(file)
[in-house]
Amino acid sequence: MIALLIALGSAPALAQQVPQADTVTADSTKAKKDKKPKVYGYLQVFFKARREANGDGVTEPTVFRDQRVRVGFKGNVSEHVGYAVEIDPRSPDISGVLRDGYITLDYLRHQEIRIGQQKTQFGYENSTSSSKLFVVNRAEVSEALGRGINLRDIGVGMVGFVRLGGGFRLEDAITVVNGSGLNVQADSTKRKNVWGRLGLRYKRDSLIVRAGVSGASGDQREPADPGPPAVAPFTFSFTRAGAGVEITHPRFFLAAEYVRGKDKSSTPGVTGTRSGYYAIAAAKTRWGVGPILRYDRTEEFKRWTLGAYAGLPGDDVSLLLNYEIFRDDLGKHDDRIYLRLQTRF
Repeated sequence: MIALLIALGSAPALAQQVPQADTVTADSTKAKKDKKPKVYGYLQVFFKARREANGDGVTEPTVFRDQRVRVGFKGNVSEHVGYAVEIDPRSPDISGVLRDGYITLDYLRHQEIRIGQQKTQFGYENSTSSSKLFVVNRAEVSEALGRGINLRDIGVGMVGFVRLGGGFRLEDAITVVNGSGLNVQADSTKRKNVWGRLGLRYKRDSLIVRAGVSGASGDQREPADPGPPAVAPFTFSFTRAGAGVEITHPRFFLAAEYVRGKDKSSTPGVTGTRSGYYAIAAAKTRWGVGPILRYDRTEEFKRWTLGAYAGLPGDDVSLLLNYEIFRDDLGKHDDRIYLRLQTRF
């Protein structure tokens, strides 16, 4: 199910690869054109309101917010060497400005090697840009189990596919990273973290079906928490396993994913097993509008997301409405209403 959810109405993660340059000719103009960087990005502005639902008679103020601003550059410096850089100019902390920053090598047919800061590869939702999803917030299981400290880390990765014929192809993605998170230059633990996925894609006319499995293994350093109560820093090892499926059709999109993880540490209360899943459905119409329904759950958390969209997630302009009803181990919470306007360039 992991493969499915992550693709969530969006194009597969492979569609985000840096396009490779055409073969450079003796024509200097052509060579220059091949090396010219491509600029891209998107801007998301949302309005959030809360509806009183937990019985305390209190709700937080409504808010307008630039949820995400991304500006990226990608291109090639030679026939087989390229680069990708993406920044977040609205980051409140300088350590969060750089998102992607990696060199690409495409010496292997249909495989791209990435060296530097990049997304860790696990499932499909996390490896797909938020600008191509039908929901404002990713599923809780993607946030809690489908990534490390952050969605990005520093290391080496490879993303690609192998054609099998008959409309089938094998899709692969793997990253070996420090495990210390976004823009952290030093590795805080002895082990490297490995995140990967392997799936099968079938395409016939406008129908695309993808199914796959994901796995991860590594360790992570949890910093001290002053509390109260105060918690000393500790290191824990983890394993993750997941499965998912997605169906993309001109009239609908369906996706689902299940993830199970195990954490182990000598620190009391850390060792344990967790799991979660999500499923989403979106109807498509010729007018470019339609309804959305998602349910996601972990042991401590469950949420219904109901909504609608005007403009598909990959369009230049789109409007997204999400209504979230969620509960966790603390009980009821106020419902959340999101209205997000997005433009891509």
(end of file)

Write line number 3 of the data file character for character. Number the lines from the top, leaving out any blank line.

Repeated sequence: MIALLIALGSAPALAQQVPQADTVTADSTKAKKDKKPKVYGYLQVFFKARREANGDGVTEPTVFRDQRVRVGFKGNVSEHVGYAVEIDPRSPDISGVLRDGYITLDYLRHQEIRIGQQKTQFGYENSTSSSKLFVVNRAEVSEALGRGINLRDIGVGMVGFVRLGGGFRLEDAITVVNGSGLNVQADSTKRKNVWGRLGLRYKRDSLIVRAGVSGASGDQREPADPGPPAVAPFTFSFTRAGAGVEITHPRFFLAAEYVRGKDKSSTPGVTGTRSGYYAIAAAKTRWGVGPILRYDRTEEFKRWTLGAYAGLPGDDVSLLLNYEIFRDDLGKHDDRIYLRLQTRF